The Risks of A DIY Will
A quick browse online these days will reveal a wealth of DIY websites with estate planning documentation. It’s no wonder, then, that so many Florida residents are tempted to make one themselves. Rather than paying a probate attorney in Miami Fl, they could save money by drawing up their own wills. Even better, they may be able to save effort and time by using an online service. While it may sound appealing, there are some downsides to consider. Even a small mistake on an online form could create some major issues in the future.
Technical errors are the biggest risk for any Florida resident who chooses to make a DIY will. Should even a small technical error exist, Florida law will render the will invalid. This has the same effect as if the deceased had never drawn up a will. The court will not follow the deceased specific instructions. Instead, it will distribute his or her property in line with the intestate succession law.
Even if the court acknowledges the validity of the DIY will, there are still some potential pitfalls to address. Unclear phrasing, typographical errors or any omissions could derail the deceased’s plans. Anyone who draws up a will must have a thorough understanding of Florida law. Without that knowledge, the chances of making a mistake are high. Omissions and errors could have serious potential consequences. Therefore, anyone thinking of making a DIY will should educate himself or herself thoroughly about the procedural and legal requirements.
Common Errors Encountered with DIY Wills
There are several common errors made by Florida residents who create DIY wills.
• Appointing personal representatives – The person must appoint a competent and trusted relative to manage his or her estate. However, there are rules under Florida law. The deceased’s personal relative must be a resident of Florida. The only exception to this is a blood relative, an adopted relative or a relation by marriage. The person must be 18 years or older and be mentally and physically capable of performing the required duties. He or she must also not have a felony conviction. Should the deceased choose an ineligible representative, the court will appoint a replacement. This person may not be in line with the deceased’s wishes and this could cause conflict in the family
• Tax and legal issues – The deceased cannot pass assets on after death by simply naming someone to receive them. He or she must consider taxation. The family home is usually protected from any creditors when it passes to a descendant or surviving spouse. However, should the property be sold to distribute the proceeds among beneficiaries, creditors could intercept the proceeds. An expert estate planning attorney in Miami Fl will be able to offer advice on this matter. Unfortunately, anyone making a DIY will would have no access to such expert advice.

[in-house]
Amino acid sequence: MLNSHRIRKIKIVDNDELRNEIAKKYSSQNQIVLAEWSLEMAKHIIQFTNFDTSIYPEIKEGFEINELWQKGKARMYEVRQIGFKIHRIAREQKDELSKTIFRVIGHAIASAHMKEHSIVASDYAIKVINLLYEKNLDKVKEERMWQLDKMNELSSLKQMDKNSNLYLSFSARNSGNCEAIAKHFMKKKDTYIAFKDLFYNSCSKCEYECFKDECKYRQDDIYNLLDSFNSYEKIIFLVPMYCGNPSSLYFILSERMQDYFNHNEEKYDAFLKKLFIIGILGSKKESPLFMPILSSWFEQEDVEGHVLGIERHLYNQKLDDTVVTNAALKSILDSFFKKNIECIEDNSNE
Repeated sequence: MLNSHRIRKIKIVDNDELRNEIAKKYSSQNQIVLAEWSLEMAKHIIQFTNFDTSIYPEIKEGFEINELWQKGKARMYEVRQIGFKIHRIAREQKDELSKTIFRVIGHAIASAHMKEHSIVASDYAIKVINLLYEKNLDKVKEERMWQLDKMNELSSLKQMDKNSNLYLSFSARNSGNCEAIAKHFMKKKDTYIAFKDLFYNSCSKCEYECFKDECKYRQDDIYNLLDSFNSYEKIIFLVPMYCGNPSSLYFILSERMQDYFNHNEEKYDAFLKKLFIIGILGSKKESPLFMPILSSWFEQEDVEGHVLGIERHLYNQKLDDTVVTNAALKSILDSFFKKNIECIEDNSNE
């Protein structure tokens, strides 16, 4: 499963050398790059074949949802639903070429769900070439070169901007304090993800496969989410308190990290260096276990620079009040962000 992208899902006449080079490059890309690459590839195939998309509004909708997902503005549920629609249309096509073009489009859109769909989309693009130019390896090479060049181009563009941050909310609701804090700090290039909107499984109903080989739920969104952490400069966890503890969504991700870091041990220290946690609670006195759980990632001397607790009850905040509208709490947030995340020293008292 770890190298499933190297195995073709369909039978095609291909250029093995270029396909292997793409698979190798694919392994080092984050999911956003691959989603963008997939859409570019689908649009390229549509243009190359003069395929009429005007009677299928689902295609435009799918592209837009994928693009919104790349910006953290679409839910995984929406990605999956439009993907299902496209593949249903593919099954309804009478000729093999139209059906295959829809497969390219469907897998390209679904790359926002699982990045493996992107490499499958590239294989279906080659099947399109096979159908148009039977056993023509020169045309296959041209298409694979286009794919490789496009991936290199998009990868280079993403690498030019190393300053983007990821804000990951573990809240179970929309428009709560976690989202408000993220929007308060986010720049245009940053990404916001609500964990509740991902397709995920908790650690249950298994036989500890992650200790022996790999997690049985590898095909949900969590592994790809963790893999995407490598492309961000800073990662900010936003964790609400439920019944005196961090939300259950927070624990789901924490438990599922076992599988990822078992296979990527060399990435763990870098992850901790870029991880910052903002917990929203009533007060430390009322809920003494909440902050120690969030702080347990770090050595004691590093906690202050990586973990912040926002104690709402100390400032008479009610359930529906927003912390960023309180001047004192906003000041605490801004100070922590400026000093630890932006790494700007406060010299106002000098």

• Loose terminology – Many people today live in a blended family. This leads to terminology issues when defining family relationships. While the deceased may consider his or her stepchildren to be covered by the term “children,” this isn’t the case in law. This could leave a stepchild out of his or her intended inheritance.
• Issues that a will cannot cover – Most people who use a DIY will stop there. However, seeking advice from an estate planning attorney in Miami is the best way to address several issues. What happens if the person drawing up the will become incapacitated? He or she needs to authorize someone to act on his or her behalf. Also, what happens if the person has children? The person needs to nominate a guardian should he or she die before the children reach adulthood. A DIY will cannot address either of these estate planning problems.
Seeking Advice from The Best Probate Attorney in Miami
While there are forms available to make your own will, this is a risky approach. Seeking advice from a probate attorney in Miami-Dade is the best course of action. Here at Thomas McDonald, we can offer you expert help and draw up a valid will. You’ll have the peace of mind that comes with knowing we will carry out your wishes after your death. You can also be confident that your will is valid under Florida law.
While it may be tempting to save time and money with a DIY will, there are numerous risks. Nobody wants to think about dying. However, estate planning is not something you should leave to chance. Contact Thomas McDonald probate attorney Miami today and arrange an appointment to discuss your will. You will then be able to relax knowing your family won’t experience any problems when you’re gone.